5 Replies Latest reply on Jun 7, 2014 5:55 AM by Jaka Zohar

    Chess knight

    Jaka Zohar


      i want to create a Chess Knight out of 3 picture views.


      I really dont know what is the best way to replicate it. I tried with 3d scan software, also tried in solidworks but i failed (only basic outline and some fillets, but it is not the same...)

      Also tried with surfaces, but managed to create only the part without the head of the figurine.


      I know how to set up pictures, but i cannot manage to get curves in the right position.

      I would really appreciate any help.


      Thank you in advance.


        • Re: Chess knight
          Joeri Friederich

          There are alot of tips that you can use to model the free flowing (3d sketch) lines in the 3d camaro surfacing tutorial:




          Might help.

          • Re: Chess knight
            John Burrill

            Well, with Solidworks, you always want to ask the question, "how is this made?"  You should be able to describe the part in terms of manufacturing and that will give you strong cues as to how to approach it. 

            This approach works well for your chess piece because it was obviously carved from a rectangular block of wood.  My guess is that the sculptor cut the side view of the head first and then came in and cut the escarpments from the top view and then the mane and finished  with the eyes.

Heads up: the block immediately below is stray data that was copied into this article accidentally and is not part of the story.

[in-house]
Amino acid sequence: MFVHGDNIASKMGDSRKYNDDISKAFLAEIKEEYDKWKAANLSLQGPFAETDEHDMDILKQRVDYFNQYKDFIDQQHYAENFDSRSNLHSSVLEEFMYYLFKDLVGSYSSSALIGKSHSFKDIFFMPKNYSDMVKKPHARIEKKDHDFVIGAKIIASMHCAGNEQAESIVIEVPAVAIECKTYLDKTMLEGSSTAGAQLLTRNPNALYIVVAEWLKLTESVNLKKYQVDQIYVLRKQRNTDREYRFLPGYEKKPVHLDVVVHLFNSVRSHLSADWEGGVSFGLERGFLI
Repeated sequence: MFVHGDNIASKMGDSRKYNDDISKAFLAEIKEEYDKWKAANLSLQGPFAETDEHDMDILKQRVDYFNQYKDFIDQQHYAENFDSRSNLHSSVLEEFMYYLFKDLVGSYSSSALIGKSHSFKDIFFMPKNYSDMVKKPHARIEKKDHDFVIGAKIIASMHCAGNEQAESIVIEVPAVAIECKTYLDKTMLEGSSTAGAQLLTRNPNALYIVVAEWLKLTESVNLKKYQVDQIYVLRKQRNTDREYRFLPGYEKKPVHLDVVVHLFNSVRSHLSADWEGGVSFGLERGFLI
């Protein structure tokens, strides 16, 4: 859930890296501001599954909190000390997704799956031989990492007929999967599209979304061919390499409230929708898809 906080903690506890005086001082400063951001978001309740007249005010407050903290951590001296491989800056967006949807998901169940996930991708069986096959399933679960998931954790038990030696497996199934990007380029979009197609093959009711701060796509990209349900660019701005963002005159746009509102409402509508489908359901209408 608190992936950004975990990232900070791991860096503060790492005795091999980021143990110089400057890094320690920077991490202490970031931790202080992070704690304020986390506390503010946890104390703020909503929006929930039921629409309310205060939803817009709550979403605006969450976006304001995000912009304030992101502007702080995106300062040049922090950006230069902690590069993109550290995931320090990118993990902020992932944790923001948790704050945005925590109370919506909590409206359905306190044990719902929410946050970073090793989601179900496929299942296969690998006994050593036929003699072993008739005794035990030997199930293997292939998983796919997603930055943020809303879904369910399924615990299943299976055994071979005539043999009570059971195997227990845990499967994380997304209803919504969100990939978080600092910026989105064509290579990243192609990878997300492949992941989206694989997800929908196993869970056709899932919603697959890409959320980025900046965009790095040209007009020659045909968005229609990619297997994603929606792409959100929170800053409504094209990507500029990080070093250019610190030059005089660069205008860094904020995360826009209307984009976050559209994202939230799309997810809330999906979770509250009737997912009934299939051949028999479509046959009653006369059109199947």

Your elevation profile sketch of the piece looks good.  Now you need to do the same thing for the front and top views. 

            You're going to effectively project a curve from one view onto the corresponding curve on another view to produce a 3D wires that will serve as guides for your extrude,loft and sweep cuts.  When creating your sketches, you want to pick the one with the most information about the part (probably the profile view) and trace it precisely.  For your other two sketches, you're gonig to favor connecting your curves to the sketch point on your pofile sketch over matching the picture precisely.  This is really important because, when you create your projected curves, they'll need to all intersect  neatly at their endpoints.

            As I said, use the projected curves to create profiles and paths for sweep and loft cuts.

            I suggest your read the help topics on the following topics

            projected curves

            loft and sweep cuts